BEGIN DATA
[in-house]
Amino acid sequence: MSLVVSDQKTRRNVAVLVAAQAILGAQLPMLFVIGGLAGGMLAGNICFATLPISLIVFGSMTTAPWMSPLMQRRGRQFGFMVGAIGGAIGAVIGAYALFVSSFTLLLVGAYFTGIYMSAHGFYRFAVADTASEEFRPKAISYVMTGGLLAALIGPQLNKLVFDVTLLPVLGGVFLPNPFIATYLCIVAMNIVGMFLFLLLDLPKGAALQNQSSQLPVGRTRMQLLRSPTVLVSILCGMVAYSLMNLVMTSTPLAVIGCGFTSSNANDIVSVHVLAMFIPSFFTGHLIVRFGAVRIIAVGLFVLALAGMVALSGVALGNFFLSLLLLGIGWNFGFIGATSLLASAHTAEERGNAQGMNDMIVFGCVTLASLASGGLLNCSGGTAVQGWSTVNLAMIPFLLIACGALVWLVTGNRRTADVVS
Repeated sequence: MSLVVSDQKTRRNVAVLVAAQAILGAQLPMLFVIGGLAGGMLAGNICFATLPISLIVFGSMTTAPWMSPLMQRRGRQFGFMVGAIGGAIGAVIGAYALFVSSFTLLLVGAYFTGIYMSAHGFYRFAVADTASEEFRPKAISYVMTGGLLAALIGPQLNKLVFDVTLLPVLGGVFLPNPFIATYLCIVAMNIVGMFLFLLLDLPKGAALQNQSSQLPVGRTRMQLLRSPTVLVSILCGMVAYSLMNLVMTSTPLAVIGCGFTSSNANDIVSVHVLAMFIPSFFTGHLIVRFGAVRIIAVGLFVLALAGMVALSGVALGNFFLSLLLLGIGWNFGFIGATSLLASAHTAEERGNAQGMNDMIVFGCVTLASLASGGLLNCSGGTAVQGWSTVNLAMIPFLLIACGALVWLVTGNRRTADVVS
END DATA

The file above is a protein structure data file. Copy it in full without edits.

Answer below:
[in-house]
Amino acid sequence: MSLVVSDQKTRRNVAVLVAAQAILGAQLPMLFVIGGLAGGMLAGNICFATLPISLIVFGSMTTAPWMSPLMQRRGRQFGFMVGAIGGAIGAVIGAYALFVSSFTLLLVGAYFTGIYMSAHGFYRFAVADTASEEFRPKAISYVMTGGLLAALIGPQLNKLVFDVTLLPVLGGVFLPNPFIATYLCIVAMNIVGMFLFLLLDLPKGAALQNQSSQLPVGRTRMQLLRSPTVLVSILCGMVAYSLMNLVMTSTPLAVIGCGFTSSNANDIVSVHVLAMFIPSFFTGHLIVRFGAVRIIAVGLFVLALAGMVALSGVALGNFFLSLLLLGIGWNFGFIGATSLLASAHTAEERGNAQGMNDMIVFGCVTLASLASGGLLNCSGGTAVQGWSTVNLAMIPFLLIACGALVWLVTGNRRTADVVS
Repeated sequence: MSLVVSDQKTRRNVAVLVAAQAILGAQLPMLFVIGGLAGGMLAGNICFATLPISLIVFGSMTTAPWMSPLMQRRGRQFGFMVGAIGGAIGAVIGAYALFVSSFTLLLVGAYFTGIYMSAHGFYRFAVADTASEEFRPKAISYVMTGGLLAALIGPQLNKLVFDVTLLPVLGGVFLPNPFIATYLCIVAMNIVGMFLFLLLDLPKGAALQNQSSQLPVGRTRMQLLRSPTVLVSILCGMVAYSLMNLVMTSTPLAVIGCGFTSSNANDIVSVHVLAMFIPSFFTGHLIVRFGAVRIIAVGLFVLALAGMVALSGVALGNFFLSLLLLGIGWNFGFIGATSLLASAHTAEERGNAQGMNDMIVFGCVTLASLASGGLLNCSGGTAVQGWSTVNLAMIPFLLIACGALVWLVTGNRRTADVVS